As anyone knows who has lately raced, say, a mother of five, a father of two and a lass of 13 through the fickle breezes of an American lake—and rejoiced over beating these impromptu competitors—the mini-sailboat is having a big vogue. It costs little, can be carried in the back of a station wagon or on a car top, can be stowed on the shore with minimum fuss, and while the possessors of larger craft are sorting their sails and tuning their spars, the mini-sailor is off and heeling.
First came the Alcort people with their Sunfish and Sailfish, those lucrative ironing boards with postage stamps for sails; then such as the Sea Snark, 11 feet of foam-plastic hull that you could acquire for $119 across the counter or for $88 and the end flaps from a carton of cigarettes.
This year's red-hot flash in the mini-market is the Laser. It is being peeled off fiber-glass molds in Pointe-Claire, Quebec, Tiburon, Calif. and Banbury, England at the rate of 23 boats a working day. It has taken the Laser just 15 months to reach that highly profitable production pace; the Sunfish took more than five years to attain a similar volume. The Laser is 13'10" overall, carries 76 square feet of sail, and beats, reaches and runs with much vivacity. It weighs 125 pounds and costs $765, placing it toward the upper end of the mini-price scale. (By comparison the Sailfish, oldest of the new breed, dating from 1947, is 13'7", has 75 square feet of sail and sells for $475; the Sunfish, 1956, 13'10", 75 square feet, $589.)
The most curious thing about the Laser is that it was designed by the editor of a yachting magazine. As everyone knows, when man bites dog, it's news. When editor bites bonanza, it's unheard of. The editor who has gotten his teeth into the mini-boat boom is Bruce Kirby, boss of the monthly Yacht Racing. Kirby, a Canadian and an Olympic sailor, at present lives in Rowayton, Conn., where he puts out his competition-oriented magazine and counts the money coming in from Pointe-Claire, Tiburon and Banbury.
The proceeds are not merely vulgar dollars, for good sailors have been turning up in Lasers, which adds to the pride Kirby has in his boat. Last October, for example, there were 13 world or national champions from other classes in the Laser's first North American championships, held at Baltimore. The event attracted so many entrants that Margo Kirby, Bruce's wife, who was the registrant, "thought I would scream if one more showed up." A Laser rides piggyback aboard the big ocean racer Black-fin. Another belongs to the former woman sailing champion, Jane Pegel. A top Sunfish sailor, Larry Lewis, switched to the Laser. Kirby himself, as befits the designer and an Olympian, owns two.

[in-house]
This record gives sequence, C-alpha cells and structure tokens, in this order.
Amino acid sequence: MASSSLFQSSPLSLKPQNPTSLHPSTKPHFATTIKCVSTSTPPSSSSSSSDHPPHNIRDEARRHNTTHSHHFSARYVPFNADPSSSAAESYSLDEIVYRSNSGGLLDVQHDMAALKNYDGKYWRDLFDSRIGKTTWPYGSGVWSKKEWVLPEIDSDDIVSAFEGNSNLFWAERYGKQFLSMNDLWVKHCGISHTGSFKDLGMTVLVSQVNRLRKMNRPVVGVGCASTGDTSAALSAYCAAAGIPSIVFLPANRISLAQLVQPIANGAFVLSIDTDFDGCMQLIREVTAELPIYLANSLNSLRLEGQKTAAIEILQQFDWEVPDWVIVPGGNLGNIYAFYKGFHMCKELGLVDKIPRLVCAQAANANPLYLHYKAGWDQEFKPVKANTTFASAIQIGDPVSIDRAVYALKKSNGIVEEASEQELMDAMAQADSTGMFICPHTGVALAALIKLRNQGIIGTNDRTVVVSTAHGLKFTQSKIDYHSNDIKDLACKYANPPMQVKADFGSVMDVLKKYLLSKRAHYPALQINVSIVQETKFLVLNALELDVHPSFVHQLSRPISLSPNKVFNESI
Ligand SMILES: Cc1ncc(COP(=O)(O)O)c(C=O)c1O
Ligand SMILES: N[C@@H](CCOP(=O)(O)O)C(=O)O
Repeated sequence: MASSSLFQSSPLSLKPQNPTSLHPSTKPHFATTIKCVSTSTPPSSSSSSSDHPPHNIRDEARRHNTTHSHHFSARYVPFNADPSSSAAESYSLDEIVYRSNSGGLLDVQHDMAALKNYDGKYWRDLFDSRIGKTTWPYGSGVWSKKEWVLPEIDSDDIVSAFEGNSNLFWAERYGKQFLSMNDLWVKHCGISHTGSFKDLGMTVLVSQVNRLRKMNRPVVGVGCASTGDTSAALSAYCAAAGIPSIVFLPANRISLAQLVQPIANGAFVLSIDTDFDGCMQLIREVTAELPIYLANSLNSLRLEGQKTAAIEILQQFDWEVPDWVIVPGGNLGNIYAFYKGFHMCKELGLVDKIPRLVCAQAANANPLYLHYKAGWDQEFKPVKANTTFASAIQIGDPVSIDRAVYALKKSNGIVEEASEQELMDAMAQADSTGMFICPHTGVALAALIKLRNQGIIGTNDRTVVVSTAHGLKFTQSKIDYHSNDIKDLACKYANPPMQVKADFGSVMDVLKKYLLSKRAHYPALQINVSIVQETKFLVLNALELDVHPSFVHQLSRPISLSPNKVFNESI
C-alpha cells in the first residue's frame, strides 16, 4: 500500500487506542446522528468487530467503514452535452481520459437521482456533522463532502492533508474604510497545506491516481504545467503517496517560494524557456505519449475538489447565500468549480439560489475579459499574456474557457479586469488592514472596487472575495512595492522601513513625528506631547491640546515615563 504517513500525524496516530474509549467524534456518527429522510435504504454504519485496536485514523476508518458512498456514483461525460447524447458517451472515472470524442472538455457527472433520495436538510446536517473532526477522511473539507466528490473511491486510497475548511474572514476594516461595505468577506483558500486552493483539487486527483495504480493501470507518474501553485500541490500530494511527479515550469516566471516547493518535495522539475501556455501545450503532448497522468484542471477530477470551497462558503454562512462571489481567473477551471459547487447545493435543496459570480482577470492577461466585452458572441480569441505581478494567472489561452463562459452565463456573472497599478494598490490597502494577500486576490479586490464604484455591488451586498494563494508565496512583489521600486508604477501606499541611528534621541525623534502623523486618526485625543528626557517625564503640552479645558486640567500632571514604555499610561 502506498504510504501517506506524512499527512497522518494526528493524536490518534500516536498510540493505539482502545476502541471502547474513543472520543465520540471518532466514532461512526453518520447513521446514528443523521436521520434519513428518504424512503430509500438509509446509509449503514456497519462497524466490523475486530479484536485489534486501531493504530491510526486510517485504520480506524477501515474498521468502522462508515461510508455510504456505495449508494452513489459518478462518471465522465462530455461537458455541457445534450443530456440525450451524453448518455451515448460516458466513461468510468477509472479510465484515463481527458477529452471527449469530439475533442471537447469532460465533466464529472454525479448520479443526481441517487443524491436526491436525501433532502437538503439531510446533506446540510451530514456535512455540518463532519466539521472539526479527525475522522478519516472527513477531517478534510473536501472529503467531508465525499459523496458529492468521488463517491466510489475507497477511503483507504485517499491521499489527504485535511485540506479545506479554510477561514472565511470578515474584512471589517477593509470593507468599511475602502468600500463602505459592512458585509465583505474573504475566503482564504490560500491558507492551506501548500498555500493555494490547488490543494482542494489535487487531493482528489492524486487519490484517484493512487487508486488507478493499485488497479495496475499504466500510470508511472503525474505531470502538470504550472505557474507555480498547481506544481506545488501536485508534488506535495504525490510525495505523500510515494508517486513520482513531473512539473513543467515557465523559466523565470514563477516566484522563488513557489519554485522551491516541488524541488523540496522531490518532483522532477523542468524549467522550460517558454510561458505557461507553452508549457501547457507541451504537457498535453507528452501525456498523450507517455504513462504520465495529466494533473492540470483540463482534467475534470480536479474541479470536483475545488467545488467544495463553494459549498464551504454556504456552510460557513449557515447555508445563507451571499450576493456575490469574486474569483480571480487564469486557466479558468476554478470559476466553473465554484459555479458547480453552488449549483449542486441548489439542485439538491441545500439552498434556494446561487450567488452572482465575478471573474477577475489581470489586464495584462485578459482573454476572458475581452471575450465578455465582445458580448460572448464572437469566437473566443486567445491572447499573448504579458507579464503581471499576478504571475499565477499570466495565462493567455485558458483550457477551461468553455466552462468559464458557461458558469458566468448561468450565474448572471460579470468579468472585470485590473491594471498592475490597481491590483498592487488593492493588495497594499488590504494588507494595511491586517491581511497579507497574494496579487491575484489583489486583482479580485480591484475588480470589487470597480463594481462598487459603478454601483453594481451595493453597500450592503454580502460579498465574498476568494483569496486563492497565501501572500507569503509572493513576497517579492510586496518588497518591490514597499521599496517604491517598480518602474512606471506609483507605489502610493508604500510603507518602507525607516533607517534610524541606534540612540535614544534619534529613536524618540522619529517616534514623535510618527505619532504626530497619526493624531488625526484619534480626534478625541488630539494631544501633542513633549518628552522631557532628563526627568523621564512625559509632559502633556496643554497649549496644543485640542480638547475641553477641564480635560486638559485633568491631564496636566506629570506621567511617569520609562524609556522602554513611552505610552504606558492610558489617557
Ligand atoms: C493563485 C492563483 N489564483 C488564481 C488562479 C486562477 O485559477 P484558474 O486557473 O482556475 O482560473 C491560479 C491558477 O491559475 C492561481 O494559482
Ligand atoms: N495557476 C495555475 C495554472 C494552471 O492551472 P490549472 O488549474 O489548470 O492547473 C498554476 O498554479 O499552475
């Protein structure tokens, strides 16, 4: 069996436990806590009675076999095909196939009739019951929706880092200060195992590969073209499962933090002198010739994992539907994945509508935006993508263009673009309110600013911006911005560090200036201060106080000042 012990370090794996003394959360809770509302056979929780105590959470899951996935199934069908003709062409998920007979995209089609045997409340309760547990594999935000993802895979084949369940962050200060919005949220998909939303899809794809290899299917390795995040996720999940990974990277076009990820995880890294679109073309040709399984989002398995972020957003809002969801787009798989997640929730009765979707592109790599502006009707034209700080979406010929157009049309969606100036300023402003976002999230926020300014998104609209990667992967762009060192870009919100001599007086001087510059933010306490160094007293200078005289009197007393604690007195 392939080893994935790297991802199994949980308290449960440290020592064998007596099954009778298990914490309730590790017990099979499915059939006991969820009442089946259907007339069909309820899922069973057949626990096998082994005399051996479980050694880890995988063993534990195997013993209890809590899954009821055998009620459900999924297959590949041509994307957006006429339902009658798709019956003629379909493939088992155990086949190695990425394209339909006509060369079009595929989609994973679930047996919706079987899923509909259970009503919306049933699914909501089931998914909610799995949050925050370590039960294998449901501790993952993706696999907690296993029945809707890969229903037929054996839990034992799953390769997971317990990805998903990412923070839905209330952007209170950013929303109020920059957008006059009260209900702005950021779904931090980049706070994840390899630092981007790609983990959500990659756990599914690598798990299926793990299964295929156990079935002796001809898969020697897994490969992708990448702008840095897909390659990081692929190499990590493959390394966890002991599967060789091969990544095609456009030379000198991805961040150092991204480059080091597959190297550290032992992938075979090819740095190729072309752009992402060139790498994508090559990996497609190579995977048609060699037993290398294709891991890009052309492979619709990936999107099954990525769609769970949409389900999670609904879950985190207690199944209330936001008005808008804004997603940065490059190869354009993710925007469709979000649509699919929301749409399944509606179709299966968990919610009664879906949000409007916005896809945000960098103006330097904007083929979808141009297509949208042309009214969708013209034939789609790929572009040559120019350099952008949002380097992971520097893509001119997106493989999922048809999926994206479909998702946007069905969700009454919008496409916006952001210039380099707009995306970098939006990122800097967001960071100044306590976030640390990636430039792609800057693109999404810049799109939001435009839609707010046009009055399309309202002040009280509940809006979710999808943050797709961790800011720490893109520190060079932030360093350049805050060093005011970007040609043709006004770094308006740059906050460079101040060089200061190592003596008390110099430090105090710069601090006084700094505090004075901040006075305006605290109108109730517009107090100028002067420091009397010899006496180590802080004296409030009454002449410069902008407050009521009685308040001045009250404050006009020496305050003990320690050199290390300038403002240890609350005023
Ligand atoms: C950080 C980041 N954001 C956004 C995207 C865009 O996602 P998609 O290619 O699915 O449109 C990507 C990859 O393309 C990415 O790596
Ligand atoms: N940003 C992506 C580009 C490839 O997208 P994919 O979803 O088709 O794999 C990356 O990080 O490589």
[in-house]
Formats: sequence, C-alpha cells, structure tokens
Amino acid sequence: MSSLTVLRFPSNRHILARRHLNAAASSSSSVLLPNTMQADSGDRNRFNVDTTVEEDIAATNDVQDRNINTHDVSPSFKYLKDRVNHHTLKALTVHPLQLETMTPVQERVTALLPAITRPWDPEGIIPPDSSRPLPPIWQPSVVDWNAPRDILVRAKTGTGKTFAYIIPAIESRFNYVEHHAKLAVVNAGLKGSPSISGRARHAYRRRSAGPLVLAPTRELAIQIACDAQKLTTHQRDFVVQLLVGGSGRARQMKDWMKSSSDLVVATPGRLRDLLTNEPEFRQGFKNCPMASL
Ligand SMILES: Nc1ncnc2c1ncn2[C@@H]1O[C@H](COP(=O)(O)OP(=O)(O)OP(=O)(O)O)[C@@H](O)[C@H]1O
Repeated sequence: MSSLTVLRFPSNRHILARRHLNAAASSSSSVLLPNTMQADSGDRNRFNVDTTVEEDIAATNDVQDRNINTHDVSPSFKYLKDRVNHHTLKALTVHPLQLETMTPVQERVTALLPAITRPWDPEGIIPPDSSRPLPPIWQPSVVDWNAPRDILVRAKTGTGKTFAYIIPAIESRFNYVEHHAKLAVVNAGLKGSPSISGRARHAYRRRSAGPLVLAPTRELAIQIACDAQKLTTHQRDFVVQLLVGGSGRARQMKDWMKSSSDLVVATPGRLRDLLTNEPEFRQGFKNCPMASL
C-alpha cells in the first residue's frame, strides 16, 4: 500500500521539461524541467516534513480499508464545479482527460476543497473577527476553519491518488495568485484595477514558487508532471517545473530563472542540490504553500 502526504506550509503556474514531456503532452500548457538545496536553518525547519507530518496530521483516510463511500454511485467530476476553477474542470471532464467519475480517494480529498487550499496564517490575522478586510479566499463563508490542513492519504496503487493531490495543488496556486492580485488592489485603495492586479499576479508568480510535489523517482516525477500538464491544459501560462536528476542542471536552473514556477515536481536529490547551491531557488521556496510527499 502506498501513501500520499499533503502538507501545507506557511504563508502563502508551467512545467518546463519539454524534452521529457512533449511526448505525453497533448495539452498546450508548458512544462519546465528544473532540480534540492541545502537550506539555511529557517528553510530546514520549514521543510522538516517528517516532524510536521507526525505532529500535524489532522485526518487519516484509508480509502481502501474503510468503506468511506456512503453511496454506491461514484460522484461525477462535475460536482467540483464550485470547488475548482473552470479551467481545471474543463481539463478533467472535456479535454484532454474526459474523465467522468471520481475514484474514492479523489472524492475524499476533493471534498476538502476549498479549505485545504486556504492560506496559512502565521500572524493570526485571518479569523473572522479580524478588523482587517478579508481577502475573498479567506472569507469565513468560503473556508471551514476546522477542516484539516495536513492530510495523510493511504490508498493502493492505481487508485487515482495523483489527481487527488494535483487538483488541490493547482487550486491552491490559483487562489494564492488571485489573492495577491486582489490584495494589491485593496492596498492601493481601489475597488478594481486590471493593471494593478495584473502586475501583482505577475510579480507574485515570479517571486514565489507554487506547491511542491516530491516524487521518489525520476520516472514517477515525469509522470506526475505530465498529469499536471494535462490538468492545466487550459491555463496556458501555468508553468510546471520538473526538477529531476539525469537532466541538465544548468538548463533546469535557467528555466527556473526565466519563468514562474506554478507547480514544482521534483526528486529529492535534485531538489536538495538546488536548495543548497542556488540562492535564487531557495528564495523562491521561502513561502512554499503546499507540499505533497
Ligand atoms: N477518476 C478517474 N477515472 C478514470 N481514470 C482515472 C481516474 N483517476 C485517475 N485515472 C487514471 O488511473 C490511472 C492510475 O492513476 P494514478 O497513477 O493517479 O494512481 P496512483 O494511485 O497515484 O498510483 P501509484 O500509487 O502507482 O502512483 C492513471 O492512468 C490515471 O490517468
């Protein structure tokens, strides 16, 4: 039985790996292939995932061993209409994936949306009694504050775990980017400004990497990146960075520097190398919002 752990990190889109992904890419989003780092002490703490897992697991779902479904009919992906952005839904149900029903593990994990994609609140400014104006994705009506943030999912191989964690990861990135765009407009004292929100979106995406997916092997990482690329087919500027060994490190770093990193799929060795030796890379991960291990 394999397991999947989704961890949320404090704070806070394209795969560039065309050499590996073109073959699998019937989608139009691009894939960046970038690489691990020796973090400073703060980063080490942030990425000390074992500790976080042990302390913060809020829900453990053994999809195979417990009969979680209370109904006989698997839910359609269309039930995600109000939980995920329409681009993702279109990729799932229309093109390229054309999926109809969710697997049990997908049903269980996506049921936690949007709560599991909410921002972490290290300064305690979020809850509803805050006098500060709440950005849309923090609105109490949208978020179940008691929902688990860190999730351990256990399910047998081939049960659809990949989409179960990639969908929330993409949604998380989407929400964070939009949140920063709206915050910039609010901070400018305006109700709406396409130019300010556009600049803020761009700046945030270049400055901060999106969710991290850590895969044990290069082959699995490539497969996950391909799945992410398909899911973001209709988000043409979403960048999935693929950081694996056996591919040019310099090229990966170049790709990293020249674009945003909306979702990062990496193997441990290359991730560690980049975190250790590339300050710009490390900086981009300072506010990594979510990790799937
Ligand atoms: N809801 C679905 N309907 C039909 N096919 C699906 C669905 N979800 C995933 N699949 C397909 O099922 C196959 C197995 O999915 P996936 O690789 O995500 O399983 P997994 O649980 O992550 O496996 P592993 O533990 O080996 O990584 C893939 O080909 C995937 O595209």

"I have a very funny attitude sailing them," he says. "I can finish last in a 20-boat fleet and still feel happy as can be."
Kirby describes the boat as a "people's singlehander, a young people's boat, a now boat." But this is sales promotional talk for a craft that hardly needs it. The Laser goes upwind with surprising power, especially in light air. Downwind it can streak up on a plane. Although equipped with one jointed aluminum mast, one rudder, one centerboard and a single sail, it goes, as one disciple says, "as if it's got 20 of everything."
Kirby was more doodler than marine architect before 1969, when an industrial designer named Ian Bruce phoned that he had a request from a customer who wanted to market a car-top beach boat. Almost by the time Bruce had finished speaking, Kirby had penciled preliminary outlines. He completed the plans in three or four hours and sent them on to Bruce with a note, "I think this little beast can make us some money."
But Ian Bruce's prospective client dropped out and the Laser-to-be languished for a year. Then Kirby's publisher organized a sailing series to test the claims of various mini-boat manufacturers as to which could be assembled on the beach fastest, sailed best and righted from a capsize the quickest.
Within a week Kirby, though a house man and a race judge to boot, had a mold made and a Laser launched for the competition. And as you may have guessed, it rigged faster, sailed more nimbly and turned upright quicker than most of the boats in its division.